Do you suspect that a loved one is addicted to meth and want to help? It can be difficult to identify a meth addict. Meth is an extremely addictive drug. Using meth creates an intense high that fades as quickly as it comes. Meth users take repeat doses in order to avoid a comedown and stay high. In this article, we will explore why this drug is so addictive, some of the negative effects of using it and treatment options for meth addiction in Pittsburgh, Pennsylvania.
Methods Of Use
Meth can be taken in different ways to achieve a “high”. Methamphetamine users may snort the drug, inject it, smoke it or take it in a pill form. Injecting or smoking meth produces an instant high that can last for more than 8 hours. When taken as a pill, the drug’s effect can last between 6 to 12 hours, but the high is not as intense. Since meth does not stay for a long time in the system, users are forced to take repeat doses to remain high.
Meth And The Brain
The brain releases dopamine naturally which is responsible for pleasure feelings, reward processing, learning, memory functions, movement and motivation. When one uses meth, the drug affects the dopamine levels in the brain which causes a flood of the neurotransmitter that disrupts normal functioning. Meth makes a user feel good and in turn, they want to continue taking the drug to keep feeling this way.
If a user takes meth repeatedly, he or she builds up a tolerance to the drug, and eventually, that person will require taking high doses more often to feel the same effects as before. Meth addicts find it hard to feel happy without using the drug and when the drug wears off, they experience withdrawal symptoms like depression, increased appetite, fatigue, insomnia, anxiety and even psychosis.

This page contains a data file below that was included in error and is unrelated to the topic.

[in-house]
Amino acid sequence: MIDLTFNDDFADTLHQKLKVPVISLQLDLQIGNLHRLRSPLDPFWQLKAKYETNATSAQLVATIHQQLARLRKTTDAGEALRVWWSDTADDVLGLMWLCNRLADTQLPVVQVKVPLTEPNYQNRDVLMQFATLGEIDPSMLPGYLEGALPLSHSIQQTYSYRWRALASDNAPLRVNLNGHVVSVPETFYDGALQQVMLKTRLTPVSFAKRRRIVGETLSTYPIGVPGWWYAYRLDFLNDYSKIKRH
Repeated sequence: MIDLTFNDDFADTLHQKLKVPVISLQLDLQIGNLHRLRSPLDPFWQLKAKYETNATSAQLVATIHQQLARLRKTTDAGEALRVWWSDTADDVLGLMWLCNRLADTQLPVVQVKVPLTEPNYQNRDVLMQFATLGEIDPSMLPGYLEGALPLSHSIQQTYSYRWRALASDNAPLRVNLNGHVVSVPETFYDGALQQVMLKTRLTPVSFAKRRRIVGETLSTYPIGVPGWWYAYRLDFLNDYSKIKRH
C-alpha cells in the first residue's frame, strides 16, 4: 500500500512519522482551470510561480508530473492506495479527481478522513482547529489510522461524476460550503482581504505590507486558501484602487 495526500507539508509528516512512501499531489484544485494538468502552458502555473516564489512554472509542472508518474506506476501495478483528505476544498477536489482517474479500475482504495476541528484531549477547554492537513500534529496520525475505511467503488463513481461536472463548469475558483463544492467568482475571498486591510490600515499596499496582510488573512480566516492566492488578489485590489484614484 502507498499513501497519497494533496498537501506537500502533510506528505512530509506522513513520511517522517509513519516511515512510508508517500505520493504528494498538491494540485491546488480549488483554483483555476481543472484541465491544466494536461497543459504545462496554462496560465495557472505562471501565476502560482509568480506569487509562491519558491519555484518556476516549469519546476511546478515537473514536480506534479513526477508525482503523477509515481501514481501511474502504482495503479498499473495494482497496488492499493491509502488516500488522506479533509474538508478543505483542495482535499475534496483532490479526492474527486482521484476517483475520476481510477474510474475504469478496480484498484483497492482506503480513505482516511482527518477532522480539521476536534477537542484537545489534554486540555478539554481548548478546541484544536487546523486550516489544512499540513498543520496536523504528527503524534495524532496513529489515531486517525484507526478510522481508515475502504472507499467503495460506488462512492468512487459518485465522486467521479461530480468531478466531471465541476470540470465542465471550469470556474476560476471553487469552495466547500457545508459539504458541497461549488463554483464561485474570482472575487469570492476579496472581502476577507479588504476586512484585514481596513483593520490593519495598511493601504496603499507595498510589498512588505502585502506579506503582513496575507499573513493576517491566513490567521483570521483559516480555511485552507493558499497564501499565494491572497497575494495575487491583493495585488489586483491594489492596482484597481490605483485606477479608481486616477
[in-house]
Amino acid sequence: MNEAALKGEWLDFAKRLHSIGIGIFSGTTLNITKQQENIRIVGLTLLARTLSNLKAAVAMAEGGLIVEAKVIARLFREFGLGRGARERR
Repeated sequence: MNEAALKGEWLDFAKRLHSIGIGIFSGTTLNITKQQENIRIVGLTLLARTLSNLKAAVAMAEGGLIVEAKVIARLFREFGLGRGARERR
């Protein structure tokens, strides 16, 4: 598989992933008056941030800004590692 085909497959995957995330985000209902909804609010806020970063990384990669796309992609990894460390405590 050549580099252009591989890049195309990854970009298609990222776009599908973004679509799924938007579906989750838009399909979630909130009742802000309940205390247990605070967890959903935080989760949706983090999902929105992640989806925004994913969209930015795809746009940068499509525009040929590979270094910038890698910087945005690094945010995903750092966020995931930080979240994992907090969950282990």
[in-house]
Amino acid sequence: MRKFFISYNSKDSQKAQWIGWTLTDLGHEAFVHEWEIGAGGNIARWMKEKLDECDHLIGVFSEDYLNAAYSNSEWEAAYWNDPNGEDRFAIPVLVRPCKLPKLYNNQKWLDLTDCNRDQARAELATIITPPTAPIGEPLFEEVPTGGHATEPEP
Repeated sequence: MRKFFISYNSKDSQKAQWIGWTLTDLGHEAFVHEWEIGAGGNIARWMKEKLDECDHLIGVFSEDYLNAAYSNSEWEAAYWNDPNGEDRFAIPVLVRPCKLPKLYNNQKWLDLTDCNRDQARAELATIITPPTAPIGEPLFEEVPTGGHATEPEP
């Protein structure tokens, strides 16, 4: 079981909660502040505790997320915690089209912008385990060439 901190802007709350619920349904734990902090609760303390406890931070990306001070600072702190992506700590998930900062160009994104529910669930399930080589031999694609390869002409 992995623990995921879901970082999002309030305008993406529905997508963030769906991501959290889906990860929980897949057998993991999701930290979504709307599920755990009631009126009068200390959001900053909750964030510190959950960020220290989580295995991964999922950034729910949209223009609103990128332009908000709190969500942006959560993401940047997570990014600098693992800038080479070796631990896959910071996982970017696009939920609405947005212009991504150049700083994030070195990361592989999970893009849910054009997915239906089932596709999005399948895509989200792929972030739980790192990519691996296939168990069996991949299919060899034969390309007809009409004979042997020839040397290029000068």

Side Effects Of Meth Addiction And Long-Term Abuse
Chronic and prolonged meth exposure can cause significant damage to the brain. Meth gradually damages the nerve cells containing serotonin as well as the cells that make dopamine. People who use meth for a long time can have severe emotional and cognitive issues, including:
- Visual and auditory hallucinations
- Mood disturbances
- Movement and coordination issues
- Difficulties sleeping
- Violent outbursts
- Trouble with memory and verbal learning
- Aggressive behaviors
Users addicted to meth are also at an increased risk of contracting sexually transmitted diseases like HIV/AIDS and hepatitis.
Treating Meth Addiction
The longer a meth user stays without getting proper treatment, the more severe he or she becomes dependent on the drug. If a meth user has a high level of dependence, he or she needs to get into a comprehensive treatment program that helps to manage withdrawal symptoms through a medical detox regime.
Call Our Meth Addiction Hotline in Pittsburgh, Pennsylvania Today
If you or someone you know is addicted to meth, you need to find help for meth abuse as soon as possible. The sooner one receives treatment for meth addiction, the better the long-term prognosis is. Getting into an addiction treatment program allows an individual to form healthy habits, learn relapse prevention techniques and also allow new brain connections to form. If you are seeking treatment for meth addiction in Pittsburgh, Pennsylvania, call (724) 243-2061 today!